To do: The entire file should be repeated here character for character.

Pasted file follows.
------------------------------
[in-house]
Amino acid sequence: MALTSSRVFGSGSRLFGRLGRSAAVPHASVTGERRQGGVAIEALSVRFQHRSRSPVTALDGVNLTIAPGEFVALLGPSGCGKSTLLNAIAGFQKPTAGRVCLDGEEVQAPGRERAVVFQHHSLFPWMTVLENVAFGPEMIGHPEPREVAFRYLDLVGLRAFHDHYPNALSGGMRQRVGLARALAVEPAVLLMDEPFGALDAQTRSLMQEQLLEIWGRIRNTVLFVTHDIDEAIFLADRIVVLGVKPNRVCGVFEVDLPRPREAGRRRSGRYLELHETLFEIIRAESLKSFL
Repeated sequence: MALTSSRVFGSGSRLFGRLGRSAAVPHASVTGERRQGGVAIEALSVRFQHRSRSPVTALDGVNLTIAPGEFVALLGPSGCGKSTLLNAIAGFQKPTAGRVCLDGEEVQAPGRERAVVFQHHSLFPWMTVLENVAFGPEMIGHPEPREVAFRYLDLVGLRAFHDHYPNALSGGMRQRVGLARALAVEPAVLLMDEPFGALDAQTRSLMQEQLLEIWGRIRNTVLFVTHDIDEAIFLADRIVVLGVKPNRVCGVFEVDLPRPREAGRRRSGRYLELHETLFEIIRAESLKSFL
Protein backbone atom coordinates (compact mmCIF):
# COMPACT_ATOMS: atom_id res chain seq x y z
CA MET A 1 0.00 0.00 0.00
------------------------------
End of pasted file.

[in-house]
Amino acid sequence: MALTSSRVFGSGSRLFGRLGRSAAVPHASVTGERRQGGVAIEALSVRFQHRSRSPVTALDGVNLTIAPGEFVALLGPSGCGKSTLLNAIAGFQKPTAGRVCLDGEEVQAPGRERAVVFQHHSLFPWMTVLENVAFGPEMIGHPEPREVAFRYLDLVGLRAFHDHYPNALSGGMRQRVGLARALAVEPAVLLMDEPFGALDAQTRSLMQEQLLEIWGRIRNTVLFVTHDIDEAIFLADRIVVLGVKPNRVCGVFEVDLPRPREAGRRRSGRYLELHETLFEIIRAESLKSFL
Repeated sequence: MALTSSRVFGSGSRLFGRLGRSAAVPHASVTGERRQGGVAIEALSVRFQHRSRSPVTALDGVNLTIAPGEFVALLGPSGCGKSTLLNAIAGFQKPTAGRVCLDGEEVQAPGRERAVVFQHHSLFPWMTVLENVAFGPEMIGHPEPREVAFRYLDLVGLRAFHDHYPNALSGGMRQRVGLARALAVEPAVLLMDEPFGALDAQTRSLMQEQLLEIWGRIRNTVLFVTHDIDEAIFLADRIVVLGVKPNRVCGVFEVDLPRPREAGRRRSGRYLELHETLFEIIRAESLKSFL
Protein backbone atom coordinates (compact mmCIF):
# COMPACT_ATOMS: atom_id res chain seq x y z
CA MET A 1 0.00 0.00 0.00